Opponents of Sudan’s transition government in Khartoum continued to protest on Monday to call on the army to take control of the country.
Two protesters in Khartoum were injured after they were beaten by the police as they tried to forcibly enter the Sudanese Cabinet.
The protesters at the presidential palace in Khartoum closed the vital Al-Gomhoria Street in central Khartoum, heading towards the Cabinet.
Meanwhile, Sudan’s Prime Minister Abdalla Hamdok’s emergency meeting with the Sudanese cabinet to discuss the current situation in the country ended without any results. He described the meeting as the “worst” since the overthrow of Omar al-Bashir in 2019.
Hamdok suggested the formation of a committee of six members representing the parties to the crisis, to be headed by him.
This came as several thousand demonstrators gathered outside the presidential palace as the country’s political crisis deepens.
They gathered in front of the cabinet headquarters in the centre of the capital, Khartoum, chanting, “Down with Hamdok.”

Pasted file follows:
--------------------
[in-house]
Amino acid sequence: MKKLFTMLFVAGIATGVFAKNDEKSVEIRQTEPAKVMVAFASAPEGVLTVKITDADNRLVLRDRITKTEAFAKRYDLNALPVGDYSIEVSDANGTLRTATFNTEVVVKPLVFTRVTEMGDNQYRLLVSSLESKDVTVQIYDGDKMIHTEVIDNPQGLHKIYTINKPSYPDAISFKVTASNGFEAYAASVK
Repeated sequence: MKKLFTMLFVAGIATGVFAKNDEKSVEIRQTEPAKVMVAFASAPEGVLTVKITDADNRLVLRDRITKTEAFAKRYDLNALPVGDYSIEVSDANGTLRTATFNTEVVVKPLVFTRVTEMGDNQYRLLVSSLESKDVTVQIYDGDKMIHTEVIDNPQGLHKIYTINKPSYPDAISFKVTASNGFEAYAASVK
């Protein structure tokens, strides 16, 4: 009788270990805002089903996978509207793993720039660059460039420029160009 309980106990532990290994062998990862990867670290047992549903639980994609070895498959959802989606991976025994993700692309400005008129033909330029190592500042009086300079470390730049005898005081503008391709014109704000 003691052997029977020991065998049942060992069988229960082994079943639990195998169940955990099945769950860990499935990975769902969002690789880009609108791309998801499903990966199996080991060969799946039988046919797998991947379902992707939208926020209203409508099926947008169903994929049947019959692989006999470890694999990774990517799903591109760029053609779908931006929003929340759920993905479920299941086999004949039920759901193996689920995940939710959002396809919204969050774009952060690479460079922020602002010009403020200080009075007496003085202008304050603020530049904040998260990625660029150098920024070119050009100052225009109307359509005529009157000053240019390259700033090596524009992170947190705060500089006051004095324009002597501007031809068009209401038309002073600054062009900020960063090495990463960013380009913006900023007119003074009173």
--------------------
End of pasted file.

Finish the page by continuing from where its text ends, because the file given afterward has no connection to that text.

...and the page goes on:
They also called for dissolving the government and expanding participation to include all forces of the revolution. This comes at a time when Sudan is facing the biggest political crisis in its two-year transitional period.
The organisers of the protest are the “Pact of National Accord with the Forces of Freedom and Change” which split from the central “Forces for Freedom and Change” (FFC), which is considered a political incubator for the government.
The military and civilians have been sharing power since the overthrow of President Omar Al-Bashir in 2019.
As tensions intensified Hamdok warned Friday that Sudan was going through the “most dangerous political crisis” in the transitional period, reiterating his commitment to leading the country towards democratic elections.
In September, the Sudanese government announced that it had thwarted a coup attempt, accusing officers and civilians linked to the Bashir regime.
Bashir was ousted by the army in April 2019, following the mass protests driven by the Forces for Freedom and Change, a civilian alliance that became a key plank of the transition.